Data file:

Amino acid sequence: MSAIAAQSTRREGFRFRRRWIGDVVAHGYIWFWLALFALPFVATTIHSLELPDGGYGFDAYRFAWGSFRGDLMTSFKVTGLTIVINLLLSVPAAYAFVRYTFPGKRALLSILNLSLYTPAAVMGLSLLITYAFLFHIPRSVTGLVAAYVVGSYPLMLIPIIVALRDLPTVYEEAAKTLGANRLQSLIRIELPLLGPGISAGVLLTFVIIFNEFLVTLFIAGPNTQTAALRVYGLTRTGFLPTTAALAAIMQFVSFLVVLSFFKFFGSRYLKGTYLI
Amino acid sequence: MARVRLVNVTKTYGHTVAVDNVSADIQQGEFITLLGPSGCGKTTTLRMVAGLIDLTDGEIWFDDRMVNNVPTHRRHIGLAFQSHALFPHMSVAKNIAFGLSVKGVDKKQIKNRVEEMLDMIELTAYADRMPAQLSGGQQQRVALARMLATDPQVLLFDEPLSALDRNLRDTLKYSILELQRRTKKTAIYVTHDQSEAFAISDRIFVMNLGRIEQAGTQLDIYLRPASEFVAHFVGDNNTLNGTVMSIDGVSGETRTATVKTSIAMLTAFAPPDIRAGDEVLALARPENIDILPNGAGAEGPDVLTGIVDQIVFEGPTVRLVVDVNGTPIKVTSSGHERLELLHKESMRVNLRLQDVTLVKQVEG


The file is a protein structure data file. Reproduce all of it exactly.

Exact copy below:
Amino acid sequence: MSAIAAQSTRREGFRFRRRWIGDVVAHGYIWFWLALFALPFVATTIHSLELPDGGYGFDAYRFAWGSFRGDLMTSFKVTGLTIVINLLLSVPAAYAFVRYTFPGKRALLSILNLSLYTPAAVMGLSLLITYAFLFHIPRSVTGLVAAYVVGSYPLMLIPIIVALRDLPTVYEEAAKTLGANRLQSLIRIELPLLGPGISAGVLLTFVIIFNEFLVTLFIAGPNTQTAALRVYGLTRTGFLPTTAALAAIMQFVSFLVVLSFFKFFGSRYLKGTYLI
Amino acid sequence: MARVRLVNVTKTYGHTVAVDNVSADIQQGEFITLLGPSGCGKTTTLRMVAGLIDLTDGEIWFDDRMVNNVPTHRRHIGLAFQSHALFPHMSVAKNIAFGLSVKGVDKKQIKNRVEEMLDMIELTAYADRMPAQLSGGQQQRVALARMLATDPQVLLFDEPLSALDRNLRDTLKYSILELQRRTKKTAIYVTHDQSEAFAISDRIFVMNLGRIEQAGTQLDIYLRPASEFVAHFVGDNNTLNGTVMSIDGVSGETRTATVKTSIAMLTAFAPPDIRAGDEVLALARPENIDILPNGAGAEGPDVLTGIVDQIVFEGPTVRLVVDVNGTPIKVTSSGHERLELLHKESMRVNLRLQDVTLVKQVEG